This site uses cookies. By continuing to browse the site you are agreeing to our use of cookies. Find out more here

Saturday, 22 November 2014

Canadian Govt trials in-house research analysis to save costs

CANADA— The Canadian Government has opted to analyse some survey results in-house in order to save money, reports suggest.

According to a report in The Ottawa Citizen, the federal government has begun to analyse some of the public opinion surveys it commissions rather than use the impartial analysis of the polling companies themselves - four out of 20 studies have been analysed in-house in the last six months. The newspaper claims that the result is that some findings have become less transparent.

A government spokesperson is quoted as saying the shift to internal analysis is “one way departments are doing their part to help reduce overall costs for taxpayers”.

“This practice not only saves analysis and reporting costs, but also permits tracking and comparison of results over time,” the spokesman said. “Choosing to conduct analysis in-house or externally will vary depending upon the project, budget and capacity.”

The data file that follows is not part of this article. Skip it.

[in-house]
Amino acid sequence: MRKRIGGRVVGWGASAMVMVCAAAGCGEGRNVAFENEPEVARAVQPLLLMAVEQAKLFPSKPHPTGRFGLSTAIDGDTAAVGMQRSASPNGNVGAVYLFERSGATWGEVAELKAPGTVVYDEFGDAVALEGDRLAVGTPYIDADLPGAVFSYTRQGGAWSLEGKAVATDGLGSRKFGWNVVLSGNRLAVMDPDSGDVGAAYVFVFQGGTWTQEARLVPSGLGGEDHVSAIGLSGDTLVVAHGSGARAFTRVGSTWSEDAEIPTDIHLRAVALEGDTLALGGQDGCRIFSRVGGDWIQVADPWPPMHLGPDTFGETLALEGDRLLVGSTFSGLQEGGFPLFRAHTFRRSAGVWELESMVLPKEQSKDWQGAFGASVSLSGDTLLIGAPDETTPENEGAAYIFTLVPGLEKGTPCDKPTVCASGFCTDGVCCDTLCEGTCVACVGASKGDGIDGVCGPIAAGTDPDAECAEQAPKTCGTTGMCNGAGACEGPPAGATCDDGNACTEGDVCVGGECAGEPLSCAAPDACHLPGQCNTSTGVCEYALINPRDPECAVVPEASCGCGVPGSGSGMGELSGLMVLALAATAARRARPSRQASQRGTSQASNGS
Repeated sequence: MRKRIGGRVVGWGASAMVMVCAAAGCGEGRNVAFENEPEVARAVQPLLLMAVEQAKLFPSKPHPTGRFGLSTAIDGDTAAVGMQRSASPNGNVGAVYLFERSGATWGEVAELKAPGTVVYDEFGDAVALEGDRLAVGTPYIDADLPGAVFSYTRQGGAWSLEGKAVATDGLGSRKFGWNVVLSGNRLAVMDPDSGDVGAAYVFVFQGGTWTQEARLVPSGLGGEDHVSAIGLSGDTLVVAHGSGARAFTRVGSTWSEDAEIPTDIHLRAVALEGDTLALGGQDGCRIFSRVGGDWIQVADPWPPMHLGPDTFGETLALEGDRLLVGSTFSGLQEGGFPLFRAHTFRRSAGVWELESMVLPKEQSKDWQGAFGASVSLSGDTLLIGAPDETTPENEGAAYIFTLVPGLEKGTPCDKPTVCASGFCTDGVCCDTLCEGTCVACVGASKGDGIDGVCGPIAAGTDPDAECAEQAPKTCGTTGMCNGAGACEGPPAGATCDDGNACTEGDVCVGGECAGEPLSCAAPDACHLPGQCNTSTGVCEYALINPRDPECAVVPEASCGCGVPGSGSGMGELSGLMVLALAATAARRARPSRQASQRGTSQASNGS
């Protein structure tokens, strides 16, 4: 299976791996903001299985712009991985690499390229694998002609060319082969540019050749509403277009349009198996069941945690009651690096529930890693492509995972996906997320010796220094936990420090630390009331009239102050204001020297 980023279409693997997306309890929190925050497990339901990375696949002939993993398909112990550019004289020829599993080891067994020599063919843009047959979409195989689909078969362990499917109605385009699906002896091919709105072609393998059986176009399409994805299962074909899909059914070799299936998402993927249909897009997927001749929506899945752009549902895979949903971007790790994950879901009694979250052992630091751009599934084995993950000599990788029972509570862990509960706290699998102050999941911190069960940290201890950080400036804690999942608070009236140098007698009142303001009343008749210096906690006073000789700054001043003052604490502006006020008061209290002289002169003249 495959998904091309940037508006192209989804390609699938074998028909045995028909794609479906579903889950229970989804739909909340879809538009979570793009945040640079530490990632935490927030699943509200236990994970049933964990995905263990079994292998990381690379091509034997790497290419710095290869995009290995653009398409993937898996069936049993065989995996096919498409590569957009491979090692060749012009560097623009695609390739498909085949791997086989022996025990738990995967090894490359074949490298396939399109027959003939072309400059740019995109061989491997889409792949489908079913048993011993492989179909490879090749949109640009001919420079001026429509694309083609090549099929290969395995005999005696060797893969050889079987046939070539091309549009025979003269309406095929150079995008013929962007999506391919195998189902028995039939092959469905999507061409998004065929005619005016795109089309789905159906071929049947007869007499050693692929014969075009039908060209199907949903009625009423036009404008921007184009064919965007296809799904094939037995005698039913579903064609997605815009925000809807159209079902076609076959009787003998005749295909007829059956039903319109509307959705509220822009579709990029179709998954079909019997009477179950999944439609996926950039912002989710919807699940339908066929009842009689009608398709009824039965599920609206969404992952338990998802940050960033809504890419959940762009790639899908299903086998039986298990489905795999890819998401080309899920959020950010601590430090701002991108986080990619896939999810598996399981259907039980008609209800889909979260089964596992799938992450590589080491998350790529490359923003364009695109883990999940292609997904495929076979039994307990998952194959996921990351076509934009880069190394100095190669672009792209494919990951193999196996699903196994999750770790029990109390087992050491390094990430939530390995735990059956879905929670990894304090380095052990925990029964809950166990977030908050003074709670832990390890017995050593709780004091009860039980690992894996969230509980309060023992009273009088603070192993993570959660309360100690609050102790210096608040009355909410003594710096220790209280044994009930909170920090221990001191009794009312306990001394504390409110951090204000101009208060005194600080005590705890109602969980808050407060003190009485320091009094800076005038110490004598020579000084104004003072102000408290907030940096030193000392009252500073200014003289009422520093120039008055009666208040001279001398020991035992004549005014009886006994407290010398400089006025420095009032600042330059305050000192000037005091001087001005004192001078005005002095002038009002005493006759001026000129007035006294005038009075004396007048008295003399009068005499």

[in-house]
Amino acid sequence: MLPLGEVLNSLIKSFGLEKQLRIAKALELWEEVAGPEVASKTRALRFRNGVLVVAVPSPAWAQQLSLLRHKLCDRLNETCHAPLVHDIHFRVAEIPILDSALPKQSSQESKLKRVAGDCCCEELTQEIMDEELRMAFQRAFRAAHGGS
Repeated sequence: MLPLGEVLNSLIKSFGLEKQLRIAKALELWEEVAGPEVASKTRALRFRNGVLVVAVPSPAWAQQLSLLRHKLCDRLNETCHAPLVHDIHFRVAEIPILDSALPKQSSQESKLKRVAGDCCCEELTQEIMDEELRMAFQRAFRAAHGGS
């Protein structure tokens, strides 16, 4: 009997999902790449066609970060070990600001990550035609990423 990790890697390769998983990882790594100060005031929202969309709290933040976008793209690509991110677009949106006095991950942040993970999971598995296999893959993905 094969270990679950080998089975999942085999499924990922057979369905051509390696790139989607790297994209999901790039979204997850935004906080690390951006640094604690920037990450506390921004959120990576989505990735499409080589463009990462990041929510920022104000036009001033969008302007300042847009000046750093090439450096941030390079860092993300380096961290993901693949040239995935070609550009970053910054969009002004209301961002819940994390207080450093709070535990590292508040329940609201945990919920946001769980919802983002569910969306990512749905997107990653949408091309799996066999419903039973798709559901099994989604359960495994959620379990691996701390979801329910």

The move follows criticism of massive government cuts in spending on public opinion research which have left policy-makers and civil servants with less evidence to work with.

Follow us on
Follow us on Twitter

Readers' comments (2)

  • WTH?! It is not immediately apparent how disregarding impartial analysis by highly experienced professionals is an improvement. Market researchers should be concerned. Still, if resources from Statistics Canada are brought into play,this may work.
    Meanwhile, conspiracy theorists will go nuts!

    Unsuitable or offensive? Report this comment

  • Speaking as the Research Manager of a large UK retailer, this move by the Canadian Government could be significant forward thinking. Impartiality issues aside (we don't have the same level of challenge in this area), I’m frequently finding the value that we receive from agency analysis and the insight they apply simply doesn’t pay for itself. I’m yet to work with an agency which can truly deliver on its promise of actionable insight – with tracking studies as the worst offenders.
    I can see this as an expanding area of experimentation for clients on the future.

    Unsuitable or offensive? Report this comment

Have your say

Please add your comment. You can include links, but HTML is not permitted.
Your email address will not be displayed on the site. All comments are moderated.

Mandatory
Mandatory
Mandatory
Mandatory

Related images